English scientist, physicist and chemist Michael Faraday is known for his many experiments that contributed greatly to the understanding of electromagnetism. Faraday, who became one of the greatest scientists of the 19th century, began his career as a chemist. His major contribution, however, was in the field of electricity and magnetism . He was the first to produce an electric current from a magnetic field, invented the first electric motor and dynamo.
French physicist Andre-Marie Ampere founded and electromagnetism. His name endures in everyday life in
the ampere, the unit for measuring electric current.
On September 18, 1820, introduced a new field of study, electrodynamics, devoted to the effect of electricity in motion, including the interaction between currents in adjoining conductors and the interplay of the surrounding magnetic fields. Constructed the first
solenoid and demonstrated how it could behave like a magnet (the first electromagnet). Suggested the name galvanometer for an instrument designed to measure current levels.
Galileo Galilei was an Italian natural philosopher, astronomer, and mathematician who made fundamental contributions to the sciences of motion, astronomy, and strength of materials and to the development of the scientific method. His formulation of (circular) inertia, the law of falling bodies, and parabolic trajectories marked the beginning of a fundamental change in the study of motion.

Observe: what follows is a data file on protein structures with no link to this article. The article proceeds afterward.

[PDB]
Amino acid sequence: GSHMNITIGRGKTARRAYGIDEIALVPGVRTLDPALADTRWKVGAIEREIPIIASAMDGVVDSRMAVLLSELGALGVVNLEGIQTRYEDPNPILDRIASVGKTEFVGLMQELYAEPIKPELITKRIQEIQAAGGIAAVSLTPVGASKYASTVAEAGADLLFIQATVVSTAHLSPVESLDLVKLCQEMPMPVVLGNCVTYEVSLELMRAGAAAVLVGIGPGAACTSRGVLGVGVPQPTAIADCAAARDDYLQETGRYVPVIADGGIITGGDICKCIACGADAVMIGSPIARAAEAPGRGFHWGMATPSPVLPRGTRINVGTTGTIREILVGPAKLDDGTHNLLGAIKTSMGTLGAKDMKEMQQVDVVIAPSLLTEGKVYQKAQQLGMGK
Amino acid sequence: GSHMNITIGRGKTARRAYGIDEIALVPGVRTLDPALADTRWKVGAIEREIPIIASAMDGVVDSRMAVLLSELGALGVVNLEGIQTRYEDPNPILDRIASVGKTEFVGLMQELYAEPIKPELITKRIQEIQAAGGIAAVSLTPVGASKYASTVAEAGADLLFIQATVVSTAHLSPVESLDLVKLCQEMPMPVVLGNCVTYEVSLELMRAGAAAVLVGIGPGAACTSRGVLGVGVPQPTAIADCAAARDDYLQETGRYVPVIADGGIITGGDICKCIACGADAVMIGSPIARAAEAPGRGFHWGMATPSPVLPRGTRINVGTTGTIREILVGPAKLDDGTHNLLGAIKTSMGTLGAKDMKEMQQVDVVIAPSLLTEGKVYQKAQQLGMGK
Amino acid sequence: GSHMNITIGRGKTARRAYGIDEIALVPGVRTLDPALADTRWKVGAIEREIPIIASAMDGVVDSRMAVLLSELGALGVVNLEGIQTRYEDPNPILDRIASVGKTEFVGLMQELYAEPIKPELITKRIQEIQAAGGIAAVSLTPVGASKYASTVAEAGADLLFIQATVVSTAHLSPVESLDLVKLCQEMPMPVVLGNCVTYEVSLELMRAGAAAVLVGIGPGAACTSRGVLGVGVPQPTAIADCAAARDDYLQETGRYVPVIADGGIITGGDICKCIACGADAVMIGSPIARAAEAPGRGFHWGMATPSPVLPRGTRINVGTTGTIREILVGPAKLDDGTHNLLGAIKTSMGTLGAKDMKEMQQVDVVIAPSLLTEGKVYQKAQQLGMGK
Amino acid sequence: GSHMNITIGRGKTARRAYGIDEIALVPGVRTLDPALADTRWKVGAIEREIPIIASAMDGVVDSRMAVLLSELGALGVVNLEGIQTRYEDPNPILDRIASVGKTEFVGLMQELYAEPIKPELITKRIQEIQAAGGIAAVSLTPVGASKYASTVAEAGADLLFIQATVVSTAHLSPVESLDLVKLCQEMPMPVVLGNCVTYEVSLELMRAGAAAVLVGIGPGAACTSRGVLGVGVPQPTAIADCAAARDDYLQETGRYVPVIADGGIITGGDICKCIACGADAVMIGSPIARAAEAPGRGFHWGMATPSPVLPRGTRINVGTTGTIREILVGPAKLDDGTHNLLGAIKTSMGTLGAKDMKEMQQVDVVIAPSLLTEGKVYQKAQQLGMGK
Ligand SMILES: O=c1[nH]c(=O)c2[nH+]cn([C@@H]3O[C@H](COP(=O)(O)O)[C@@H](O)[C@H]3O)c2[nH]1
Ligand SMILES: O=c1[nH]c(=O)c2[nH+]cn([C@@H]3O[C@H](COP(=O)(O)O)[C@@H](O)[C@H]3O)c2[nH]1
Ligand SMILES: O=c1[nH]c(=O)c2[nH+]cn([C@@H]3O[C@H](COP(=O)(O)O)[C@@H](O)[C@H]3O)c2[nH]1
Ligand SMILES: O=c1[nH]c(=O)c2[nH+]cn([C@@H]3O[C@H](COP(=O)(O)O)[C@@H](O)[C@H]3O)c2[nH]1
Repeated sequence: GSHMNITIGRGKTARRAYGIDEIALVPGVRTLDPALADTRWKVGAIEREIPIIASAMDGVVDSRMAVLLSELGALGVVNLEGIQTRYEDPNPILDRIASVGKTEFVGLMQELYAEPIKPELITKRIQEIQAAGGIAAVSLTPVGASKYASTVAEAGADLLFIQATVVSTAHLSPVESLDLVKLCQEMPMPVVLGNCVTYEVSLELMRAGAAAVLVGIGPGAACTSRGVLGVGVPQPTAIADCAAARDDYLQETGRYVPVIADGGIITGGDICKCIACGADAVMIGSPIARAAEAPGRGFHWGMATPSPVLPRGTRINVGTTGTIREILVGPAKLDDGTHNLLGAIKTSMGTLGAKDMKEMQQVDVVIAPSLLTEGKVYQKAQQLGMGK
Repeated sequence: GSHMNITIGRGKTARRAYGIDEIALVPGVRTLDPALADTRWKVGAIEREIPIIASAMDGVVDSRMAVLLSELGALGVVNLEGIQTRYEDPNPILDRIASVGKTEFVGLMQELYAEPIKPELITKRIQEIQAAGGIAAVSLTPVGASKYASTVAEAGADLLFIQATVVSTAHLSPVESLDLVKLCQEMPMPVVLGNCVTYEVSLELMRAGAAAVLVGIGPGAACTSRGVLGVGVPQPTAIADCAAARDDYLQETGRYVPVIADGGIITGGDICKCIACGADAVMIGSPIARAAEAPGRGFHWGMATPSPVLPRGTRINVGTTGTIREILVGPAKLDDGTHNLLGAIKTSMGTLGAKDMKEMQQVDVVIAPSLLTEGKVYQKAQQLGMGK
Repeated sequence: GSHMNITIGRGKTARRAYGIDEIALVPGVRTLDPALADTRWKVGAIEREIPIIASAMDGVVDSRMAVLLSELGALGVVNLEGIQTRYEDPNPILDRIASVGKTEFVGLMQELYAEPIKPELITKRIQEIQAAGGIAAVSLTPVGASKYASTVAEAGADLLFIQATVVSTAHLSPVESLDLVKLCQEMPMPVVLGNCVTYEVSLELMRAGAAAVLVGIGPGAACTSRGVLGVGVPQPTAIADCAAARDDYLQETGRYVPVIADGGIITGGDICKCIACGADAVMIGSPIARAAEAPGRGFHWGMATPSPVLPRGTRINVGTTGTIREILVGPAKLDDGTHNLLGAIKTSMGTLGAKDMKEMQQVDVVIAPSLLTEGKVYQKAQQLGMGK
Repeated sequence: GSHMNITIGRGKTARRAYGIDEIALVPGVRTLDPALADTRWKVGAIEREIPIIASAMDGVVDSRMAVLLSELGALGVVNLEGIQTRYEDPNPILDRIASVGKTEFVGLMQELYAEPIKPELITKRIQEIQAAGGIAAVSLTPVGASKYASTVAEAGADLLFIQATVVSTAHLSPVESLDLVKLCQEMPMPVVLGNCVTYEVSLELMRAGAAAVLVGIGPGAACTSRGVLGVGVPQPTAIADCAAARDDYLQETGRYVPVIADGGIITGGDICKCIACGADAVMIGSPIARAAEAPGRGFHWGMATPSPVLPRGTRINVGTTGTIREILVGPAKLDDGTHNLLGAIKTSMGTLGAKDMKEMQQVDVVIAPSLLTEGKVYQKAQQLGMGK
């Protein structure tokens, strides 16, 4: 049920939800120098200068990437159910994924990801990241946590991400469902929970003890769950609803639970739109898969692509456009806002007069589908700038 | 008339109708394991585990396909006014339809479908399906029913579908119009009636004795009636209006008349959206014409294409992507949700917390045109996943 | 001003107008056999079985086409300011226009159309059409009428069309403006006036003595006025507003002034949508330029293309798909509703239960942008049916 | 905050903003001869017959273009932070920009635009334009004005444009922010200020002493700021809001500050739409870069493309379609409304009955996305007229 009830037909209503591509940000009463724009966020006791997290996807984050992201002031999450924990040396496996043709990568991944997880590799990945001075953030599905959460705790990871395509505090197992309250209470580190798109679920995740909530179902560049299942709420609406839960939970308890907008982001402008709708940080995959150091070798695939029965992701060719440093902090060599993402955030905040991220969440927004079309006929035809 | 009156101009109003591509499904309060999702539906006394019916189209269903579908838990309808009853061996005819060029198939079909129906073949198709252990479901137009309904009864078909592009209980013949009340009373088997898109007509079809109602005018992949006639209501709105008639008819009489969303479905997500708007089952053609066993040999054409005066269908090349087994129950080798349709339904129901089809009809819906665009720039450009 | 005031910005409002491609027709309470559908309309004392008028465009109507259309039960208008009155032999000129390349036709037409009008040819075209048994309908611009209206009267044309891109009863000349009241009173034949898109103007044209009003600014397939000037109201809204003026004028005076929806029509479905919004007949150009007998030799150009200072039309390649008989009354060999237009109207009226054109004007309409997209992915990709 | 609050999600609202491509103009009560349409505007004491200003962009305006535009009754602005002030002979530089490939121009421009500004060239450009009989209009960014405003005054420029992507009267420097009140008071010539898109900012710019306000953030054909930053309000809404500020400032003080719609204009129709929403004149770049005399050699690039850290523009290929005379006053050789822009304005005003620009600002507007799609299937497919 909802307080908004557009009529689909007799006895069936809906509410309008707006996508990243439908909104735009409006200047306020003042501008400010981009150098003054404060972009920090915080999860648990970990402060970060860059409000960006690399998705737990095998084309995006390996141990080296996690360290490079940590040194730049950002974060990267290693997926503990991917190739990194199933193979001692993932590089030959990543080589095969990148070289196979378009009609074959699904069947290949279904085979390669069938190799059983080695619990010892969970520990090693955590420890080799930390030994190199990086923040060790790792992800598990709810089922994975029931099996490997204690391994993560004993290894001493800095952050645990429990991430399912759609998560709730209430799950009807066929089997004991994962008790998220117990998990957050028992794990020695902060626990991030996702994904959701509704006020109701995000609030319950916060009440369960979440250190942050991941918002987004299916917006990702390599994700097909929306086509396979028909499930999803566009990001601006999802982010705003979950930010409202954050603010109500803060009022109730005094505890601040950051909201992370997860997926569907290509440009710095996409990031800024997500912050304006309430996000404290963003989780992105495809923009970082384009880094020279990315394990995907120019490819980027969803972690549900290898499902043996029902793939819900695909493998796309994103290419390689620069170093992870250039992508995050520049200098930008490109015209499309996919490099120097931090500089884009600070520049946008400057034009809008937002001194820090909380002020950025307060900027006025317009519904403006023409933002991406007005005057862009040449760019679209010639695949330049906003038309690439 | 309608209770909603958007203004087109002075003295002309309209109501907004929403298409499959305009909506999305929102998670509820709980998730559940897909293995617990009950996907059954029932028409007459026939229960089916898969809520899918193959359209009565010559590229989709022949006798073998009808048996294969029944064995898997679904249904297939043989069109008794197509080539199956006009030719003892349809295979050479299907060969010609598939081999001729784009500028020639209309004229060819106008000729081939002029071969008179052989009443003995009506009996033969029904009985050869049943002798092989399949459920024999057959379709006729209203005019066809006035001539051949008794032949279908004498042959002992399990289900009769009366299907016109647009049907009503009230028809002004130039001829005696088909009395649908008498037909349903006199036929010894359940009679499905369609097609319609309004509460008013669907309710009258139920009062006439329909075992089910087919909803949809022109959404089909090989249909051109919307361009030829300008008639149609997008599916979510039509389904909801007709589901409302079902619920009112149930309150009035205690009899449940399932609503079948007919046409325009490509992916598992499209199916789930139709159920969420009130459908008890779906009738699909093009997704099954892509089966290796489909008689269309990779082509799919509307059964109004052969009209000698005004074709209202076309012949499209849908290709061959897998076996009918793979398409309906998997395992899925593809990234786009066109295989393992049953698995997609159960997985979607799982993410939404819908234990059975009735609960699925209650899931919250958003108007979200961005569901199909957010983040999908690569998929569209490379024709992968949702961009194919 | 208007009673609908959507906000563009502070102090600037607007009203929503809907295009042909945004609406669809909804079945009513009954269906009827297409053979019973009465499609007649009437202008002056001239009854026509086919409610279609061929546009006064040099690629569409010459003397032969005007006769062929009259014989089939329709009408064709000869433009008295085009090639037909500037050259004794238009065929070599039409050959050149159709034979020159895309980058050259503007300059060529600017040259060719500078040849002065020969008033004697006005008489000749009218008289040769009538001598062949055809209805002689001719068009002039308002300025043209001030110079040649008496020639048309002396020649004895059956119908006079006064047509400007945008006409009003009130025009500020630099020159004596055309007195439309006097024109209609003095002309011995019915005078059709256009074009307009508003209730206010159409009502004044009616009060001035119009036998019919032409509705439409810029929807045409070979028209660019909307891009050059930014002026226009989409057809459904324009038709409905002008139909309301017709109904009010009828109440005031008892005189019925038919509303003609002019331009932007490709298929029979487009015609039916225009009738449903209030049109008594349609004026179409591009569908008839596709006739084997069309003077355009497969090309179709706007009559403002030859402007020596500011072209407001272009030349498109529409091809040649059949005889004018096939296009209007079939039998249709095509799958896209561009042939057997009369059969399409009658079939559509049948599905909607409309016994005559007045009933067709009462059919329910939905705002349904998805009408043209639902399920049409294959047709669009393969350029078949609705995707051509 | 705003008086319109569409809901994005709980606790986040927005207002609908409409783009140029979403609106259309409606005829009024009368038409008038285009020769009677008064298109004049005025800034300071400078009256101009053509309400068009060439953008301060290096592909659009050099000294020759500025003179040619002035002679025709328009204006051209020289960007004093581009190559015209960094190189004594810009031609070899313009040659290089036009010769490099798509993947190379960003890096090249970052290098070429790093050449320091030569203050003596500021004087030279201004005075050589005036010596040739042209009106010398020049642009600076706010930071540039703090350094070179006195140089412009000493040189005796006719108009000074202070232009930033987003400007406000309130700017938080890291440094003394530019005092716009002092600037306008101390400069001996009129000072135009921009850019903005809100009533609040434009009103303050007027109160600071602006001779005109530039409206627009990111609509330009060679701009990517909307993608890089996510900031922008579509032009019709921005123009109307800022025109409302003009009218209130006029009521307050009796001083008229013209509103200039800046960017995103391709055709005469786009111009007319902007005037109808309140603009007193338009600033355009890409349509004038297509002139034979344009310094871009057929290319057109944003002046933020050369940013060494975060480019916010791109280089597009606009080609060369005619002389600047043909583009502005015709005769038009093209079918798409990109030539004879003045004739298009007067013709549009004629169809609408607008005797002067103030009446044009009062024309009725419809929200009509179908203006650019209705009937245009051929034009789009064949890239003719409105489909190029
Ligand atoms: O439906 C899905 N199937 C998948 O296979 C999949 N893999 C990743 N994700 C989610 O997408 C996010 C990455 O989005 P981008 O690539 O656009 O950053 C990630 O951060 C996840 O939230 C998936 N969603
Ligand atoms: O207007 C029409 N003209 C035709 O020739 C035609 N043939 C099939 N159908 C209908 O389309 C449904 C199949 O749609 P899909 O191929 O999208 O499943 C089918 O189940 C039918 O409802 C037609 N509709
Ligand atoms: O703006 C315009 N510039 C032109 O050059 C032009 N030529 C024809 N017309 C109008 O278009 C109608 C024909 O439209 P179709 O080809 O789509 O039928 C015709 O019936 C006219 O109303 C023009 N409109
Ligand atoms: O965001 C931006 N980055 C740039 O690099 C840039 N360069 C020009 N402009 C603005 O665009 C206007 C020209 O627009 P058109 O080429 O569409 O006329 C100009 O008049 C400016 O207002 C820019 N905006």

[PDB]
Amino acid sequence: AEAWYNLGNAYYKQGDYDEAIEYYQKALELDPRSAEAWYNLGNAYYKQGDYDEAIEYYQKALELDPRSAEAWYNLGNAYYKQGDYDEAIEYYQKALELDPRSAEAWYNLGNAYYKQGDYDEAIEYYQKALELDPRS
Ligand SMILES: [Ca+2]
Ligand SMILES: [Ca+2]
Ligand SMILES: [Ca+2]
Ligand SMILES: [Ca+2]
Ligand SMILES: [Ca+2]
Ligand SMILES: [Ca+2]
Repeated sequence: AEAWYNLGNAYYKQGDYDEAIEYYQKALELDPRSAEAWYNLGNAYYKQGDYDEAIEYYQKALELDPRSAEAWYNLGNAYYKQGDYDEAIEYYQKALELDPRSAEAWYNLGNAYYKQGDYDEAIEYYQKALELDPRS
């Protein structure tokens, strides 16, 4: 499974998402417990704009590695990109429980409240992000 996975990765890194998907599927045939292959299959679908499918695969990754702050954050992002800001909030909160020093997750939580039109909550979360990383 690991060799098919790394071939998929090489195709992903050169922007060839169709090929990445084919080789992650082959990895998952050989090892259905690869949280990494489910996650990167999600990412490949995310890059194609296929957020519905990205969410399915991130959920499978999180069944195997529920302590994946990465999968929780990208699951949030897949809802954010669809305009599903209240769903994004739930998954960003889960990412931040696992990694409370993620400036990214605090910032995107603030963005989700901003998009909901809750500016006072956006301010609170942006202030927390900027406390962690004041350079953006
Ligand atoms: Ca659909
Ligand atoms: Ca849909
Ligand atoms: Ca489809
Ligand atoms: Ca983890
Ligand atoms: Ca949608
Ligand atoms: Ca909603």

Georg Simon Ohm (1787-1854), a German physicist, in 1826 experimentally determined the most basic law relating voltage and current for a resistor. Ohm's work was
initially denied by critics.
Born of humble beginnings in Erlangen, Bavaria, Ohm threw himself into electrical research. His efforts resulted in his famous law. He was awarded the Copley Medal in 1841 by the Royal Society of London. In 1849, he was given the Professor of Physics chair by the University of Munich. To honor him, the unit of resistance was named the ohm.
Count Alessandro Volta was a Italian scientist who contributed in the development of an electrical energy source from chemical action in 1800.
For the first time, electrical energy was available on a continuous basis and could be used for practical purposes.
He also developed the first condenser known today as the capacitor. He has invited to Paris to demonstrate the
voltaic cell to Napoleon. The International Electrical Congress meeting in Paris in 1881 honored his
efforts by choosing the volt as the unit of measure for electromotive force.
Leon Charles Thevenin was a French telegraph engineer who worked on Ohm's law and extended it to the analysis of complicated electrical networks. He is remembered today almost entirely for one small piece of work. His theorem, published in 1883, was based on his study of Kirchhoff's Laws and is found in every basic textbook on electrical circuits. It has made his name familiar to every student of electrical circuits and to every electrical and electronics engineer.